Dar es Salaam. Stakeholders in law and good governance yesterday said the 11th Parliament, under Speaker Job Ndugai, was weak compared to previous parliaments.
But, in a quick rejoinder, the outgoing Speaker said the critics have no idea about parliamentary rules, regulations and procedures.
“Let me assure you that most Tanzanians do not understand the existing rules, laws and regulations…, they are speaking out of emotions,” Mr Ndugai told The Citizen in a telephone interview.
“They also do not understand parliamentary democracy globally, it is the majority who make decisions and not the Speaker. So all the decisions that were made are the ones most lawmakers decided.”
Speaking during a debate about the 11th parliament and prospects for the 12th one which was organised by the Law and Human Rights Centre (LHRC) through Zoom, veteran journalist Jenerali Ulimwengu said the 11th parliament had failed to do its job.
“The 11th Parliament, to me, completely failed… it failed to foresee development management policies that are coordinated by the government,” said Mr Ulimwengu.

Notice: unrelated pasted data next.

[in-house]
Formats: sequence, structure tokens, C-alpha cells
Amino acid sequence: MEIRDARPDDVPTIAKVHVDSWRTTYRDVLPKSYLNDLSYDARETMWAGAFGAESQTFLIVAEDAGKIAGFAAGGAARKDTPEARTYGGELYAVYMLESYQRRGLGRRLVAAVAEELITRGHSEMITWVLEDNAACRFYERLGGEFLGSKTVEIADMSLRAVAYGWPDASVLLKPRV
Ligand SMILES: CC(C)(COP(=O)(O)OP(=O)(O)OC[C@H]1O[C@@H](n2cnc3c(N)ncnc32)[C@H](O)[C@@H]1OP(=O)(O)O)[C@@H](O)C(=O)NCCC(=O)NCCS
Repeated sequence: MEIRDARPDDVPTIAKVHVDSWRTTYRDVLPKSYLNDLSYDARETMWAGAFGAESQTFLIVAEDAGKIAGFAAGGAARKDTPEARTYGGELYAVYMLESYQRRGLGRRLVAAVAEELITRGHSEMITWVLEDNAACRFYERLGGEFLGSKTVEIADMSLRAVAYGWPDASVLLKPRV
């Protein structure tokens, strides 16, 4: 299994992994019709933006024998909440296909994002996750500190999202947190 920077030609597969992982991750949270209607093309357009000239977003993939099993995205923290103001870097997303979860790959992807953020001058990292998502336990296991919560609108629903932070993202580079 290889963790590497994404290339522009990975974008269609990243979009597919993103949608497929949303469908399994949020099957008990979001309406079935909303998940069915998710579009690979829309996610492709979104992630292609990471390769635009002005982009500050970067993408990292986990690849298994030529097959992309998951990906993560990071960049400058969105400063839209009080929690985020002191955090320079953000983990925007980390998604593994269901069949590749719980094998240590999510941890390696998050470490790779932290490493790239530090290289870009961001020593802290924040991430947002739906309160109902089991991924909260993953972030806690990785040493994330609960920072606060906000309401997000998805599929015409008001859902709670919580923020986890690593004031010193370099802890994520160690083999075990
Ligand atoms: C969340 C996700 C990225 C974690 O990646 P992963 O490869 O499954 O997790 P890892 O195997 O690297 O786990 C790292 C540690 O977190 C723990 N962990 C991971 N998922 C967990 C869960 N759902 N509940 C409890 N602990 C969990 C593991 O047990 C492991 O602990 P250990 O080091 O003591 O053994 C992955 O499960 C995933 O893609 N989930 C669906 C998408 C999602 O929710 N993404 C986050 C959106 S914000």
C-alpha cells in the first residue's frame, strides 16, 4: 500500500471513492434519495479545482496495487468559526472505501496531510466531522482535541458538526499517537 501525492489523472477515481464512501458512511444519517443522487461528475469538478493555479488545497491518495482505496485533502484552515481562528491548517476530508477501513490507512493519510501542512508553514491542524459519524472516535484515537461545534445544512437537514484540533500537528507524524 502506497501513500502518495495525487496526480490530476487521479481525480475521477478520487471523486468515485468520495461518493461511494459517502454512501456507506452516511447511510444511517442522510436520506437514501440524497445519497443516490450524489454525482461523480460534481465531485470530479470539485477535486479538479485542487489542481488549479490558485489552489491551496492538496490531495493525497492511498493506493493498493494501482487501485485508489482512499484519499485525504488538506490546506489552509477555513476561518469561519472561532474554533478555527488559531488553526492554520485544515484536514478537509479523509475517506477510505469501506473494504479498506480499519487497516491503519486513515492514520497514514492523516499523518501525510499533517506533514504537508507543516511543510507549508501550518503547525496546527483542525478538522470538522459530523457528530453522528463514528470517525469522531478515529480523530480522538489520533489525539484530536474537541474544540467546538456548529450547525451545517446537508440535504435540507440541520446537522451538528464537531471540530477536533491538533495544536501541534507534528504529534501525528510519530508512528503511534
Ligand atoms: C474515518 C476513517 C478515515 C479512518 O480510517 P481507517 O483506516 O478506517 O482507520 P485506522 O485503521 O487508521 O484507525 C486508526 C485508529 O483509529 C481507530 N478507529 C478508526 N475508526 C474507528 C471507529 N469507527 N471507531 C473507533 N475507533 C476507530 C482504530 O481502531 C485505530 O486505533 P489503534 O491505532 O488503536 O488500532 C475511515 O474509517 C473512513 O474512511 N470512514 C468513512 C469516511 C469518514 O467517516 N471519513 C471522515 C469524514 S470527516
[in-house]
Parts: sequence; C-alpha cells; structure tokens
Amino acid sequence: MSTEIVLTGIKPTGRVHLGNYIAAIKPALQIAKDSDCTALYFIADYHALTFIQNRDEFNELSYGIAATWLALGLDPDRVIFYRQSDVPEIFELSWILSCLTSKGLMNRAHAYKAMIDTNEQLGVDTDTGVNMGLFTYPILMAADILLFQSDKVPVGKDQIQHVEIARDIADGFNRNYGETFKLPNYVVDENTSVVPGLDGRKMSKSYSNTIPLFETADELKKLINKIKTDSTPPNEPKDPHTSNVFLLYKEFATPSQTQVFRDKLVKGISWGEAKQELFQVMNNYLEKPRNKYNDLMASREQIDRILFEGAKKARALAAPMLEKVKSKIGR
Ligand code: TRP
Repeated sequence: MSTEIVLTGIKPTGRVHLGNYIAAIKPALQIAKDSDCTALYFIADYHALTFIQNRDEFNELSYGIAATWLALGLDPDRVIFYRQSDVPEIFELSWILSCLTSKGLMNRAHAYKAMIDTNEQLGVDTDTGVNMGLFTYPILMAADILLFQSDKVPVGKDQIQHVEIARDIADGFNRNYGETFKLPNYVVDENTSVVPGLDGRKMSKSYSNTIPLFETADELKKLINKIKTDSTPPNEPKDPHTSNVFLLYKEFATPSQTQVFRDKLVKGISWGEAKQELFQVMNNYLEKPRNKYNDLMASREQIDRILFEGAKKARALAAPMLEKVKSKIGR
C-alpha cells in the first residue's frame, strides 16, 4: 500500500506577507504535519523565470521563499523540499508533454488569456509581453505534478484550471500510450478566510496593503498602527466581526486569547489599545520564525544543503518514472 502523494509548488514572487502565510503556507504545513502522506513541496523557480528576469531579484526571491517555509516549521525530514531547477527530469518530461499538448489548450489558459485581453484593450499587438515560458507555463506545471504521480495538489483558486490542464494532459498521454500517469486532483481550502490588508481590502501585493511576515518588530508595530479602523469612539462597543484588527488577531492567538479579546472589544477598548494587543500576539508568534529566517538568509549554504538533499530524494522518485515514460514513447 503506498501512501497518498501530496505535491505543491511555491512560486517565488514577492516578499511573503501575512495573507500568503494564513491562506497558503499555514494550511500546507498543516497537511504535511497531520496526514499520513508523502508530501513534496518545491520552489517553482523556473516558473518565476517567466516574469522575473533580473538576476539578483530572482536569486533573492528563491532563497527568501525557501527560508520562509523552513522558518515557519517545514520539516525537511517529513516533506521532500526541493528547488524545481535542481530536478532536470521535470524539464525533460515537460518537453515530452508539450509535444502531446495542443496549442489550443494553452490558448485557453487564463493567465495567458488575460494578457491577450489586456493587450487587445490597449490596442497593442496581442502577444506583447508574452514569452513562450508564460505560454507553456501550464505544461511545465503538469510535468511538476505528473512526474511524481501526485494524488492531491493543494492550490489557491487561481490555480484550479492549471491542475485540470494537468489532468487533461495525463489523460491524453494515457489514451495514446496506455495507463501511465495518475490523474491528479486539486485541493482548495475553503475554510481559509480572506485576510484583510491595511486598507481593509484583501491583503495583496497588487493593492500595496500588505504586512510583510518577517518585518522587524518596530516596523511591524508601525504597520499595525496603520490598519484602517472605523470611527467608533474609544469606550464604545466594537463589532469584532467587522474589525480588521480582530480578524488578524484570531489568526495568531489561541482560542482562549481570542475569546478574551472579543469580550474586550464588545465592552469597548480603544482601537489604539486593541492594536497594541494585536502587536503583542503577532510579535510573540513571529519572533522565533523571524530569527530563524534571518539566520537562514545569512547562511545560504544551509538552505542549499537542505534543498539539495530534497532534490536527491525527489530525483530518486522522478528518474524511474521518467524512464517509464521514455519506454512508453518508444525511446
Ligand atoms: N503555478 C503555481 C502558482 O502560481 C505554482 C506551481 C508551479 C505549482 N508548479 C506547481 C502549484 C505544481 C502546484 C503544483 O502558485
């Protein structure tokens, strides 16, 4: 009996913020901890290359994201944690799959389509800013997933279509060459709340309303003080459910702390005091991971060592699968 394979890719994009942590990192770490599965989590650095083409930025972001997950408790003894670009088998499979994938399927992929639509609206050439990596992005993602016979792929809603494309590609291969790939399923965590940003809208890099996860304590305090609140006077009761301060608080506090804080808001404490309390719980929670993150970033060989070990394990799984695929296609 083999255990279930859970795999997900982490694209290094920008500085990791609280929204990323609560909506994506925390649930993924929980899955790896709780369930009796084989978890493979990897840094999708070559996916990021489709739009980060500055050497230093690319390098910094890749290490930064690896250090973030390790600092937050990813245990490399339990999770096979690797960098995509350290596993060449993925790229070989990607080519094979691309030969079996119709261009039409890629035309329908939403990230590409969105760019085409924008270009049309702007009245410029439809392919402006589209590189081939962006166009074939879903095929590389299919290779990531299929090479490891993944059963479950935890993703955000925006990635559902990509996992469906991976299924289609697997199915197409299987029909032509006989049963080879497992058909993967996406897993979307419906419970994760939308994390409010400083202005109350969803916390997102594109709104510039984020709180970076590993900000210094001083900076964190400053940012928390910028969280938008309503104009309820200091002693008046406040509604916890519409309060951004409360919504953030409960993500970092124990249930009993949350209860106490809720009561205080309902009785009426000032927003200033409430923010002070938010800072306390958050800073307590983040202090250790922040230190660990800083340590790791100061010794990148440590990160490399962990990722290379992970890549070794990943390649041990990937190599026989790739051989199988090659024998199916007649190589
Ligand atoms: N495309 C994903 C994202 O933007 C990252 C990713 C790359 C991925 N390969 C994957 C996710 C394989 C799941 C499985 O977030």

Mr Ulimwengu, who served as a national member of Parliament from 1990 to 1995, also referred to the attack on former Singida East MP Tundu Lissu on September 7, 2017, saying it had tarnished Parliament.
“I never saw the Parliament being shocked or concerned about the incident… the Parliament largely ignored this,” he said.
He also mentioned the issue of some opposition MPs defecting - yet they continued being recognised as MPs despite the Constitution requiring MPs to be members of political parties.
“…How can a person defect from the party that approved him/her to Parliament and still be a Member of Parliament?“ he queried.
The arguments were echoed by the University of Dar es Salaam’s political science lecturer, Prof Mohamed Bakari, who said the assessment showed that the 11th Parliament had lost status compared with other parliament since Independence.